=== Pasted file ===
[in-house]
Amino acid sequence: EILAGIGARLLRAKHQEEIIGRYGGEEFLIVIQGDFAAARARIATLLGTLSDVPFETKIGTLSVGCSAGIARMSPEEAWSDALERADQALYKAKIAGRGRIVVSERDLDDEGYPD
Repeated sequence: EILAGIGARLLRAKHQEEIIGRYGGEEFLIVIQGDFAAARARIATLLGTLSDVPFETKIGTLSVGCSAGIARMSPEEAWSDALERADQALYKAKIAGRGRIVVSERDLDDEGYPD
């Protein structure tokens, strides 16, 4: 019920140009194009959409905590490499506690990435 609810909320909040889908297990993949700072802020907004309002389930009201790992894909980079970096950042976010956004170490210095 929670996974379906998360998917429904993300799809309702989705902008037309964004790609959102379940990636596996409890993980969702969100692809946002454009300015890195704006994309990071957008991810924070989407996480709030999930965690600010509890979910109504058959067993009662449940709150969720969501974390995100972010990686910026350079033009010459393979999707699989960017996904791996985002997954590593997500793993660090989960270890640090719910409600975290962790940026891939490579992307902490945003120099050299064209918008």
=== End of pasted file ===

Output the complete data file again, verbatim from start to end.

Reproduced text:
[in-house]
Amino acid sequence: EILAGIGARLLRAKHQEEIIGRYGGEEFLIVIQGDFAAARARIATLLGTLSDVPFETKIGTLSVGCSAGIARMSPEEAWSDALERADQALYKAKIAGRGRIVVSERDLDDEGYPD
Repeated sequence: EILAGIGARLLRAKHQEEIIGRYGGEEFLIVIQGDFAAARARIATLLGTLSDVPFETKIGTLSVGCSAGIARMSPEEAWSDALERADQALYKAKIAGRGRIVVSERDLDDEGYPD
């Protein structure tokens, strides 16, 4: 019920140009194009959409905590490499506690990435 609810909320909040889908297990993949700072802020907004309002389930009201790992894909980079970096950042976010956004170490210095 929670996974379906998360998917429904993300799809309702989705902008037309964004790609959102379940990636596996409890993980969702969100692809946002454009300015890195704006994309990071957008991810924070989407996480709030999930965690600010509890979910109504058959067993009662449940709150969720969501974390995100972010990686910026350079033009010459393979999707699989960017996904791996985002997954590593997500793993660090989960270890640090719910409600975290962790940026891939490579992307902490945003120099050299064209918008």